But the stories get connected nonetheless. More often than not, I would hear “yeah, the same thing happened to my (fill in the blank; sister in law, friend, neighbor, cousin, etc) The stories are incredibly similar, too. Usually men in their late forties or early fifties, married for over 15 years, and she was a stay at home mom for most of their marriage.

Sometimes the story includes marriage counseling for months, or even years, but it still ends the same. He’s driving a new Mercedes and dressing like a 20 year old and she’s left fighting for her family and the life that they had, while being a full-time single parent.

The divorce usually starts off amicable (who’s fantasy was that anyway, “amicable”?) but within no time, turns ugly and spiteful. Usually once the actual numbers are on paper and the reality of losing not only half of his assets, but close to half of his salary, becomes a real thing. He is willing to leave her and their family with almost nothing, if he can get away with it. Sometimes he has even taken early measures to protect himself for this very situation.

This isn’t just one or two common stories that I’ve come across, it’s a dozen or more within the last six months. And I’m sure that there are many more that I just don’t know about.

Is this an epidemic?

The sad part of all of this, at least to me, is that all of the women I have talked to or heard about, and heard their stories, have a common thread. They all quit working once they had kids, and stayed home to raise them. They did the what most mothers of recent generations have done, they gave their all to their family – caregiver, housekeeper, manager, volunteer, taxi driver, etc.

They didn’t necessarily “give up” their jobs for their husbands, but as a couple they made the decision to have her stay at home, and mother full time for the benefit of the family. The studies constantly quoted in my early adulthood, regarding the benefits of a full-time stay at home parent (and let’s not forget breast feeding), being drilled into our heads, and possibly filling us with guilt if we chose to be working moms instead.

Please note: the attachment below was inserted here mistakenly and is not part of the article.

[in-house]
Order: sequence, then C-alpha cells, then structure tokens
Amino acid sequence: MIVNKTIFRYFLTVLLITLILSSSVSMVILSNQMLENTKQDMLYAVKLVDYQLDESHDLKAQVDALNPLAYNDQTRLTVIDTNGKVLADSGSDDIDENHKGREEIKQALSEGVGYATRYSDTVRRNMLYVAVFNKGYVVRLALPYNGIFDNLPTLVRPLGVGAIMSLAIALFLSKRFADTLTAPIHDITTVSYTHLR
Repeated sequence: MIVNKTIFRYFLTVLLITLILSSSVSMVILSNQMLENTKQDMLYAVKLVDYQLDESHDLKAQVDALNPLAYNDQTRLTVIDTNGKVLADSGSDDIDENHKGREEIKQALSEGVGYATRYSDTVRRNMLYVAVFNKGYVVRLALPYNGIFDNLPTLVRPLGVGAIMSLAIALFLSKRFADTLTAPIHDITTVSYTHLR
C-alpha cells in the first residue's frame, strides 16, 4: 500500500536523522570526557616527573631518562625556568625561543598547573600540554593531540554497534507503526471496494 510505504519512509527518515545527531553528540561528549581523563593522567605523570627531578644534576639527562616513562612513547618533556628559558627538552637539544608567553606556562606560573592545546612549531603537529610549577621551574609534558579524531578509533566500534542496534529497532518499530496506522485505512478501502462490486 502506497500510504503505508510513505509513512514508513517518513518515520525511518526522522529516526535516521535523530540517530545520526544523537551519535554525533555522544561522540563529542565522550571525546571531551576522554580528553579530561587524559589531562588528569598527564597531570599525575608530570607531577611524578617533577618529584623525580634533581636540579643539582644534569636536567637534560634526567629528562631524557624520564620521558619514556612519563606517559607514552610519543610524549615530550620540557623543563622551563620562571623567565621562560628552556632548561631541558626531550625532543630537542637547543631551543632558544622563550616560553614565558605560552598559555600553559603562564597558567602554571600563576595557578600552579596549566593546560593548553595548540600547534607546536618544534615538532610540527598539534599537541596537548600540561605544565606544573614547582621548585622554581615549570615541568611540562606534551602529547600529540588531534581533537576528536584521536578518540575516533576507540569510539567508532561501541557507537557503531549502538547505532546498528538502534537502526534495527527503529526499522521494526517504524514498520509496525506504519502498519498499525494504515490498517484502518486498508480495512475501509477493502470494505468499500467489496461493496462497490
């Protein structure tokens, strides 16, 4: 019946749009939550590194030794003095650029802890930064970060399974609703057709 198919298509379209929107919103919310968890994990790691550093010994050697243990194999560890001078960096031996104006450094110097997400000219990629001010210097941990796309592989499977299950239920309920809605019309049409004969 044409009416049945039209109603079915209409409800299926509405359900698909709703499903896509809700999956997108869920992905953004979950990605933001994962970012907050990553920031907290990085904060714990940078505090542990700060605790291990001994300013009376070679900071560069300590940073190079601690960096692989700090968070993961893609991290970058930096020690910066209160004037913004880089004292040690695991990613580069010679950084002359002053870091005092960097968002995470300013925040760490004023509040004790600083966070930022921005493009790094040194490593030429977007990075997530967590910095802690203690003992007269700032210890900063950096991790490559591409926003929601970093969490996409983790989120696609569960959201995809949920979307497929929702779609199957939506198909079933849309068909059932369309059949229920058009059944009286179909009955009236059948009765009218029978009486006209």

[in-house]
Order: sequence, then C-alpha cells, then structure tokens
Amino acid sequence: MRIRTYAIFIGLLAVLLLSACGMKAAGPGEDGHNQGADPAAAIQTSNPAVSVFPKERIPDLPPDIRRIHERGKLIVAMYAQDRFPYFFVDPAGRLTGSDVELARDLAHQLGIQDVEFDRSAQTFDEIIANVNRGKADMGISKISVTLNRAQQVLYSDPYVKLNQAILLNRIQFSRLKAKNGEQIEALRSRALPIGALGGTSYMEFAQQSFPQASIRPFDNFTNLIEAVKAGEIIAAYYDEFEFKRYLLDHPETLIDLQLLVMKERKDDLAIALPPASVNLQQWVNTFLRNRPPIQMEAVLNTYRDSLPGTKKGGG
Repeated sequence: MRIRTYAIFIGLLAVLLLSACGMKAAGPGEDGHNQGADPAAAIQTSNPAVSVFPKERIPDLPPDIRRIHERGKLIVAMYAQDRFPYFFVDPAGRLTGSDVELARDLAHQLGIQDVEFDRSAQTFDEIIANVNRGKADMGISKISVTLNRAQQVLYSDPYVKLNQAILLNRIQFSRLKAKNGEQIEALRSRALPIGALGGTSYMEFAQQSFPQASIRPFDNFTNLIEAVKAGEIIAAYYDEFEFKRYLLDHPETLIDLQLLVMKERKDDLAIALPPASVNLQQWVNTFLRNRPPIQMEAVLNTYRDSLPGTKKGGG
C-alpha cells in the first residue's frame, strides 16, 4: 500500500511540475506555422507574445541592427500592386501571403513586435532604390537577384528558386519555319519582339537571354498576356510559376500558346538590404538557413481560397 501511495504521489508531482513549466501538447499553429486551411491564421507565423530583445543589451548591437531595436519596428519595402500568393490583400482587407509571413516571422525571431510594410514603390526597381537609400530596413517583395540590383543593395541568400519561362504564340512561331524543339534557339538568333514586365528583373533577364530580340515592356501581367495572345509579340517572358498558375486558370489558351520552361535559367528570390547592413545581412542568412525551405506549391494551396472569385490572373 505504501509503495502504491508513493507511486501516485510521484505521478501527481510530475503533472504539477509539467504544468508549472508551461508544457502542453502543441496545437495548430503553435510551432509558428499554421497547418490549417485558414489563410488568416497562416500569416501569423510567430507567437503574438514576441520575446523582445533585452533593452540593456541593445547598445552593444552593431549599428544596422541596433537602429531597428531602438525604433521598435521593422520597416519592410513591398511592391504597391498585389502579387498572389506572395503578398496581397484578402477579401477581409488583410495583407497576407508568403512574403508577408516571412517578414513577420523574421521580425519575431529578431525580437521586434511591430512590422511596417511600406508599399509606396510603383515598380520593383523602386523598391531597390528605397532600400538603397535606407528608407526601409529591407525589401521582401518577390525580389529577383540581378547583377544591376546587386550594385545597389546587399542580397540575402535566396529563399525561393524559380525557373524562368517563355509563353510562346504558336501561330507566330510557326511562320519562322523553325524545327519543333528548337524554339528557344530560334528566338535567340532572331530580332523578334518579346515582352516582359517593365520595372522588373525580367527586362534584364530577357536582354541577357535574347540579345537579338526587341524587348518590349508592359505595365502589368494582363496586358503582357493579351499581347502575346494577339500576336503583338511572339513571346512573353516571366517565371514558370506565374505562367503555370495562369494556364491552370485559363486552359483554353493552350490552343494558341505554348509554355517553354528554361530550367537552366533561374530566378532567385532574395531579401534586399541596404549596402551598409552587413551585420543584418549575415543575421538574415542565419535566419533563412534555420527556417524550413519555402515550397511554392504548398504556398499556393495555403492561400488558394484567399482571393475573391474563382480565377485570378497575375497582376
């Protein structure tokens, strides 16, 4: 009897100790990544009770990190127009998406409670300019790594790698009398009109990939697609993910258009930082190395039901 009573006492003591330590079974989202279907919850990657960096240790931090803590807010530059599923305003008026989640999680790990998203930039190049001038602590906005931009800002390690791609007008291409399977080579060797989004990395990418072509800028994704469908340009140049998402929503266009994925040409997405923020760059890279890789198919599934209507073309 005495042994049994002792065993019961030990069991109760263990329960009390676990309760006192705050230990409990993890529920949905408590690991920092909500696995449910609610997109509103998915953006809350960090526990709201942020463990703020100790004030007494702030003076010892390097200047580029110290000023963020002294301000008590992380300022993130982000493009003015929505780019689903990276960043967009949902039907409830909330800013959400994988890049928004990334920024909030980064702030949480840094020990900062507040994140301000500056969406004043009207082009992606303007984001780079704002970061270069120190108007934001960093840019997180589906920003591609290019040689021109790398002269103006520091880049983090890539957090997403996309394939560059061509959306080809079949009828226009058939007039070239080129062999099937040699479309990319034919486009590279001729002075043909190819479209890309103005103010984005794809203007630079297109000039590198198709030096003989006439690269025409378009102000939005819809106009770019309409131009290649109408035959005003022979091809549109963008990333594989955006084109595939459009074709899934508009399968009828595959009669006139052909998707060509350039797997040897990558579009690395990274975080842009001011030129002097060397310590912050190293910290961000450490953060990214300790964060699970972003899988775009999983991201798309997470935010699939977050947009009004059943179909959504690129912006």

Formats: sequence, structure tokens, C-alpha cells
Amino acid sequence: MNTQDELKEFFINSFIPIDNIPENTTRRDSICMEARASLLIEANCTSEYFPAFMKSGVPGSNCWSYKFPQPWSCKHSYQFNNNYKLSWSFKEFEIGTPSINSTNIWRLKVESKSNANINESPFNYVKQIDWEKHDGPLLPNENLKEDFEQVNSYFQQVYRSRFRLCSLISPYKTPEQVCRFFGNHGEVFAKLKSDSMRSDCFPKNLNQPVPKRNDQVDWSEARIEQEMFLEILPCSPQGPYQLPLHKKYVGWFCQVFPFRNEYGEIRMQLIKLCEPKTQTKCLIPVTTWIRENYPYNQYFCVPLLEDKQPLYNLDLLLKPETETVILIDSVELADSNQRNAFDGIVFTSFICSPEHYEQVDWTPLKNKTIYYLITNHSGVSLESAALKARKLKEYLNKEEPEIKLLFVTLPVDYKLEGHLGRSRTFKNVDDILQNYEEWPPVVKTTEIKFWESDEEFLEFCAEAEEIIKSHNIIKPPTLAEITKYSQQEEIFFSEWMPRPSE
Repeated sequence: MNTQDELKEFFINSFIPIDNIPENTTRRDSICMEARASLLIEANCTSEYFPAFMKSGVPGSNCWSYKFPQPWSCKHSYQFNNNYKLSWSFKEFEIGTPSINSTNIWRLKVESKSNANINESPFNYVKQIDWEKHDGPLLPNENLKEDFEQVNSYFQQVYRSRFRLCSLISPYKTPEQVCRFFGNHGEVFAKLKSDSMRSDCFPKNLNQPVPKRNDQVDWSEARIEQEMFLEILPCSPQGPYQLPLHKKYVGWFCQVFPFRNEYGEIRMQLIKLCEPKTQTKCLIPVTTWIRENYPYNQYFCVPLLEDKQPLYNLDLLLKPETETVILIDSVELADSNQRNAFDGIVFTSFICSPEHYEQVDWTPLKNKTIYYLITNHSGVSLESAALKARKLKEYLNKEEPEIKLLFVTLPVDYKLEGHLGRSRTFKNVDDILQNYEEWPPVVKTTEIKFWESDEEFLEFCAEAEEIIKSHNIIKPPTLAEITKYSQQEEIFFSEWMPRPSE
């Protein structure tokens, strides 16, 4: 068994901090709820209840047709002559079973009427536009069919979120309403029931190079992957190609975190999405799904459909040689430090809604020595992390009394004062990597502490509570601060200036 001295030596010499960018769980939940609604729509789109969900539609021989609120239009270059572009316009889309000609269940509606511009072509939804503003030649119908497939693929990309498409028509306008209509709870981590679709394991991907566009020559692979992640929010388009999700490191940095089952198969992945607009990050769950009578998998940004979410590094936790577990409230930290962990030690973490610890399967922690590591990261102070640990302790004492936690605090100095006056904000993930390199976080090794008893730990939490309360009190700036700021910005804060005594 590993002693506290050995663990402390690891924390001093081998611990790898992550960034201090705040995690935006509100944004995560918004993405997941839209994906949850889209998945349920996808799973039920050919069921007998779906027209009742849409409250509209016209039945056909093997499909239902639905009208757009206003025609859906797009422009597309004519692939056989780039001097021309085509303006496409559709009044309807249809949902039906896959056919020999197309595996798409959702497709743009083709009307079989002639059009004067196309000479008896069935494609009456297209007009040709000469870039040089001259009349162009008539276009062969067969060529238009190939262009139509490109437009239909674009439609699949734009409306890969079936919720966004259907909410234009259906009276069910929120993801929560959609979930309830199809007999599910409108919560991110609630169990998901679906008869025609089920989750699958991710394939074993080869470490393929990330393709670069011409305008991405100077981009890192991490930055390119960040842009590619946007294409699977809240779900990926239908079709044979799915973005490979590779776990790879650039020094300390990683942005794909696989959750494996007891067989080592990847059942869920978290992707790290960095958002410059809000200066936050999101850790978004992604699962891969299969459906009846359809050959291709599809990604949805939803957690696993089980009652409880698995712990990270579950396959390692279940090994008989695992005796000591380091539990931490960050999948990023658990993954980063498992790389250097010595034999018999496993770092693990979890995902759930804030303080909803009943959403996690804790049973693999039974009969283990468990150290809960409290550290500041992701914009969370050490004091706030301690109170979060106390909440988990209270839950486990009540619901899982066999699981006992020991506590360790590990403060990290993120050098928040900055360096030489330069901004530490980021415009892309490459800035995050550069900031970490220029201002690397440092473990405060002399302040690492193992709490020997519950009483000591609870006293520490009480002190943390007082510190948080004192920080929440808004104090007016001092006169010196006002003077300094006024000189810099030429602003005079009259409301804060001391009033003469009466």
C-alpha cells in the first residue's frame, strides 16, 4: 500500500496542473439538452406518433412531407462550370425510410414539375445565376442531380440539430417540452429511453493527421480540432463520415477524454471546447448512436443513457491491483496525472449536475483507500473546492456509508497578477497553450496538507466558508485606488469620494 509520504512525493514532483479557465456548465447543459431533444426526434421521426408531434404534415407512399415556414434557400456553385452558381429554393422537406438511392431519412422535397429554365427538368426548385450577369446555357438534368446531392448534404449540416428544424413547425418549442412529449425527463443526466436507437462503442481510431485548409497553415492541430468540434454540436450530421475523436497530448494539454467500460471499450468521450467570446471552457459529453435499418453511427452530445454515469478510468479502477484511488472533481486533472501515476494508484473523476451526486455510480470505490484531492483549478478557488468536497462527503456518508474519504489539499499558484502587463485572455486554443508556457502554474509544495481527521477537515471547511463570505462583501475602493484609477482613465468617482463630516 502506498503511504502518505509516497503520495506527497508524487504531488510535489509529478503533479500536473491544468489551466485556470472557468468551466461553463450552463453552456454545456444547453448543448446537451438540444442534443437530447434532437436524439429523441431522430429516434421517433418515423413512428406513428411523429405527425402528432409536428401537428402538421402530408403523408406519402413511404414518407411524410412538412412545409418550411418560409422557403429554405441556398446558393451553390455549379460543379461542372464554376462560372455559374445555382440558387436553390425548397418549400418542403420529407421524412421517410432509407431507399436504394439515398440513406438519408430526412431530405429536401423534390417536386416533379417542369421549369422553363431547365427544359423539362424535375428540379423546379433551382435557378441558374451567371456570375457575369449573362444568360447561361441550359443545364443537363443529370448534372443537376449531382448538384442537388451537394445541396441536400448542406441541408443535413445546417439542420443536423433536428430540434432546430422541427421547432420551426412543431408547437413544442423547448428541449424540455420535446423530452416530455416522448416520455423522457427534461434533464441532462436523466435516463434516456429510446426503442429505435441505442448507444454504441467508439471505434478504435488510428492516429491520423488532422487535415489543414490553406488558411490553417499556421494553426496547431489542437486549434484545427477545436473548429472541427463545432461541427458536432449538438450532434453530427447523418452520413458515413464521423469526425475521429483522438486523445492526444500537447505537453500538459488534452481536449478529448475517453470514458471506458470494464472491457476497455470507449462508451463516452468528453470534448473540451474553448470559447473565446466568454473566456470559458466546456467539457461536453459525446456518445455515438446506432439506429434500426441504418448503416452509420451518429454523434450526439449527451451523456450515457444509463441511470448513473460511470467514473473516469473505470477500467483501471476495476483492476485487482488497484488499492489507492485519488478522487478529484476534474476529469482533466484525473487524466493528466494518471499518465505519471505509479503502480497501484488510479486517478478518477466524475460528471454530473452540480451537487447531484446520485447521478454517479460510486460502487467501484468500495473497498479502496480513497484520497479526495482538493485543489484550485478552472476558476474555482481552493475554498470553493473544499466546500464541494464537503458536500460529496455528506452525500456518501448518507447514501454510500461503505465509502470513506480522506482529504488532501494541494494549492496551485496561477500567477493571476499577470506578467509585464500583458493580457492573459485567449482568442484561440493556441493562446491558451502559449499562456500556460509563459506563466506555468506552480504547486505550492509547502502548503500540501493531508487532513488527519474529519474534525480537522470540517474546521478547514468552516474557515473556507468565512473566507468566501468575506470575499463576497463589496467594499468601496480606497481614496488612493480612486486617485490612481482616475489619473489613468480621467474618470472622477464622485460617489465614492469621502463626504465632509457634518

In most cases, they not only mother and care for their children, but their husbands too. Taking care of the details of their lives, like an executive secretary would for her company. Many of these women have been stay at home moms for close to 15 years, some even longer.

They have been out of the workforce for so long that they are now obsolete in their field. But now, this isn’t working for him, so it’s time to cut and run.

These women are trapped.

They are cornered. They are desperate for answers. They are angry and hurt.

What are we doing as a society to raise men like this? What are we telling them, as they grow up, that makes them believe it is acceptable to walk away from their family when they get tired of being in it?  To toss out a family because it no longer serves their purpose?

Because, believe me, they not only leave their wives. They leave their children, too.

When I read or hear about the statistics on divorce, half of all marriages end in divorce, I have to wonder if there is a common thread. It can’t just be a coincidence, there must be something lacking, something ignored, something we are overlooking. Is it a lack of communication? A misguided idea of what marriage really is?

Are we going into “forever” with a real idea of what that means? Or are we now living too long for that to even be a reality?

It’s become an epidemic and it has to stop. The cycle will continue with our children, and their children to come, if we don’t figure this out.

That’s a sad, dysfunctional world to live in.